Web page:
We started building our new house about a month after the funeral. Mom called an architect and a group of two or three of them came out here a few times to help her draw up the plans. Mary and I got to help design our rooms. Mary made hers relatively large (I noticed some erased pencil marks after the architects left. They trimmed off about thirty square feet from the original fifty-five square foot room). I kept my new room roughly the same. Even I couldn’t adjust to change that well.
One year later, and the entire house was ready to move into. So we packed up our things in our car and the moving van and started the drive to the new house that lay one hundred miles away. It was sort of a surreal experience because I was leaving my home only to go home to the new house.
Mary cried all the way until we got to the half-way mark. I expected nothing less. After that, she texted her boyfriend until she fell asleep. That’s when I took her phone and told her boyfriend that she’d text him in a couple hours when she woke up.
We finally got to the new house. Mary was still asleep, so we took everything out of the car and put it into the house. I took a good look. It was even better than the computer animations that the architects showed us and all of the pictures they drew. There were high ceilings and the banisters look like they had been varnished recently. Someone had thought to put flowers in the vase in the middle of the dining room table. The shades on the widows facing the sun were put down half-way and the candles on the mantle were lit casting a glow against the family picture that mom had put up upon her first visit.
“That’s really nice that someone put flowers in here,” said mom.
“That wasn’t you?” I asked.
We heard a creak and we jumped, only to realize that Mary had woken up and was just coming in the house just now.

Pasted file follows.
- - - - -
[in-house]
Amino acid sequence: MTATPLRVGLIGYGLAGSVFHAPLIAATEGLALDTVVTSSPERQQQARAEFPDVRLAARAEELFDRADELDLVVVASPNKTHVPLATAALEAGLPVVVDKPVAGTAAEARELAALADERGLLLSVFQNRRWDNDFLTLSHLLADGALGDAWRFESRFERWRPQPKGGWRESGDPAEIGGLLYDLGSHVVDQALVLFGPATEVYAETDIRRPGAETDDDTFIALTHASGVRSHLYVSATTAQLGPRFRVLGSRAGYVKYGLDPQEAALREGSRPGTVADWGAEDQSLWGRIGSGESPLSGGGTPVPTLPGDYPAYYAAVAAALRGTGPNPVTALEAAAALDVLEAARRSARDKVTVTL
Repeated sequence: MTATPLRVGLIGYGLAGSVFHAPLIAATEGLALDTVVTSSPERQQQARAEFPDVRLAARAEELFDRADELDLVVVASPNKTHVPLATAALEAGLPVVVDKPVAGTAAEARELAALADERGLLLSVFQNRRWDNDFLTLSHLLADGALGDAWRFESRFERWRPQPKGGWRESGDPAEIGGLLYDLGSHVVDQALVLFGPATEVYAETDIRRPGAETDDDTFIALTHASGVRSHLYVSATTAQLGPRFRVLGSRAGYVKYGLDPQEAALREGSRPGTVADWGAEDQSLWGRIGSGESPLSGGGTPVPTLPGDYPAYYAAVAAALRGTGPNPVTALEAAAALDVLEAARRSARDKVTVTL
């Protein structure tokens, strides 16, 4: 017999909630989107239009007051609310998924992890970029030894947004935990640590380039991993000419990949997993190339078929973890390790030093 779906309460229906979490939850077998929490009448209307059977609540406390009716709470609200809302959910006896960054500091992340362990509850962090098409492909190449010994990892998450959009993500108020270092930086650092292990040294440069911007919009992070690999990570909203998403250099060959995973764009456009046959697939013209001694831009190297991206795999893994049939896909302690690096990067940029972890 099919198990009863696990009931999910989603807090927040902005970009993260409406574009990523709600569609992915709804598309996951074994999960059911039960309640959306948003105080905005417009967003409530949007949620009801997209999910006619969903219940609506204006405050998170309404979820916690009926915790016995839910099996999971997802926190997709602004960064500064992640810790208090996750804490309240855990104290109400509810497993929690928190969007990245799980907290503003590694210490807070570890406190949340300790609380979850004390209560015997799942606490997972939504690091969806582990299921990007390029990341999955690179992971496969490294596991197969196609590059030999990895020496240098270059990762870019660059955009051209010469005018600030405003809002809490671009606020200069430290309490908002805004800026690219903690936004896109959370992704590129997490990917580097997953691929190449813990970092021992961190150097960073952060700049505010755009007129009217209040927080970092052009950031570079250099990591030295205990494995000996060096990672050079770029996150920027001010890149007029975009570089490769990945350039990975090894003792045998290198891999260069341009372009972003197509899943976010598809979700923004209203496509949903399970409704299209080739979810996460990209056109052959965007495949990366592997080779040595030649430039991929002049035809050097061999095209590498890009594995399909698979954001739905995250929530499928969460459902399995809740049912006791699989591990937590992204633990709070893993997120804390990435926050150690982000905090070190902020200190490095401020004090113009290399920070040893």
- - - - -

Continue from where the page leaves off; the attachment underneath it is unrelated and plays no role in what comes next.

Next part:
“What’s your deal?” she asked.
I shook my head, dismissing the matter.
“Why don’t you go find your rooms?” asked mom.
We nodded and headed up the stairs. We knew exactly where our rooms were. They were on either side of mom’s room, which was the biggest room upstairs. I opened the door to my room and the first thing I saw was the setting sun. It was beautiful.
“Hugo?” called mom.
“The moving truck came across some mechanical complications and they won’t be here until tomorrow. So you can sleep in your room, but we’ll have to use sleeping bags for a night,” explained mom.
“Okay. That’s fine.”
She nodded and left the room.
I looked around the empty room.
It was a little strange, knowing that I wasn’t going to have to share a room this time. I could only imagine what Mary was doing in her room. The walls were sound-proof now. Nothing went through them. But I figured she was probably texting her boyfriend; typing a million miles a minute.
I got up and went to look around the rest of the house. I started in the basement. It was a finished basement, covered in carpet and just waiting for our furniture to be moved in. There was a sun room off the side of the house. That’s where we would put the piano that dad used to play. Mom claimed that she would take lessons so that at least one person would play it. It’s a beautiful, black grand piano and it would be a shame to just see it sit there standing idle. The kitchen was a dream with its perfectly clean granite counters and wood floors. I was a little scared to walk on or touch everything for fear of smudging anything. I left the kitchen and went back to my room.